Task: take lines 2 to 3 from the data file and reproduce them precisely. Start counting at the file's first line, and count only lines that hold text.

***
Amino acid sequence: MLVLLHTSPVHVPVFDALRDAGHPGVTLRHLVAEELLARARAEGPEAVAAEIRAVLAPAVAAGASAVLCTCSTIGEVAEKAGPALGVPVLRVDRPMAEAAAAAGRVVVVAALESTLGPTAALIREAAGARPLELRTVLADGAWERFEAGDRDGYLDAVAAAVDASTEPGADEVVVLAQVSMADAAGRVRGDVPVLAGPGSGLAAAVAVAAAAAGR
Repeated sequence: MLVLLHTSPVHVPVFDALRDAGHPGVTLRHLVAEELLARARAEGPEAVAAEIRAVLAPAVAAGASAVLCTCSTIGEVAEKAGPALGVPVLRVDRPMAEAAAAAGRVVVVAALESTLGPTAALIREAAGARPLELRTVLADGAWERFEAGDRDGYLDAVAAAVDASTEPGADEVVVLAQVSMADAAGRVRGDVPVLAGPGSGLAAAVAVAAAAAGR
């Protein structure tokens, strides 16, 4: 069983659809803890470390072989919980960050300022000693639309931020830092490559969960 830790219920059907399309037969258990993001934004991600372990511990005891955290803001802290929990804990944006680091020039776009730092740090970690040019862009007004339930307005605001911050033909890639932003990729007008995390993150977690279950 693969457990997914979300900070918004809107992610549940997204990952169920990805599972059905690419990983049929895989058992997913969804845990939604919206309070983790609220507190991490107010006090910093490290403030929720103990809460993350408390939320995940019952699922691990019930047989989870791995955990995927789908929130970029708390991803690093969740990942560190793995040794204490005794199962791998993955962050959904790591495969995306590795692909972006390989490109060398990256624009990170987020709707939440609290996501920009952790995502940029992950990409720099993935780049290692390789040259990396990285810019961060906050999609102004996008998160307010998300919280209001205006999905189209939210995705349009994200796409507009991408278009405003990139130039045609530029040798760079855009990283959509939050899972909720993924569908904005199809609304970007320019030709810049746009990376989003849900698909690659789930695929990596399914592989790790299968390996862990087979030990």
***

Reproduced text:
Repeated sequence: MLVLLHTSPVHVPVFDALRDAGHPGVTLRHLVAEELLARARAEGPEAVAAEIRAVLAPAVAAGASAVLCTCSTIGEVAEKAGPALGVPVLRVDRPMAEAAAAAGRVVVVAALESTLGPTAALIREAAGARPLELRTVLADGAWERFEAGDRDGYLDAVAAAVDASTEPGADEVVVLAQVSMADAAGRVRGDVPVLAGPGSGLAAAVAVAAAAAGR
């Protein structure tokens, strides 16, 4: 069983659809803890470390072989919980960050300022000693639309931020830092490559969960 830790219920059907399309037969258990993001934004991600372990511990005891955290803001802290929990804990944006680091020039776009730092740090970690040019862009007004339930307005605001911050033909890639932003990729007008995390993150977690279950 693969457990997914979300900070918004809107992610549940997204990952169920990805599972059905690419990983049929895989058992997913969804845990939604919206309070983790609220507190991490107010006090910093490290403030929720103990809460993350408390939320995940019952699922691990019930047989989870791995955990995927789908929130970029708390991803690093969740990942560190793995040794204490005794199962791998993955962050959904790591495969995306590795692909972006390989490109060398990256624009990170987020709707939440609290996501920009952790995502940029992950990409720099993935780049290692390789040259990396990285810019961060906050999609102004996008998160307010998300919280209001205006999905189209939210995705349009994200796409507009991408278009405003990139130039045609530029040798760079855009990283959509939050899972909720993924569908904005199809609304970007320019030709810049746009990376989003849900698909690659789930695929990596399914592989790790299968390996862990087979030990």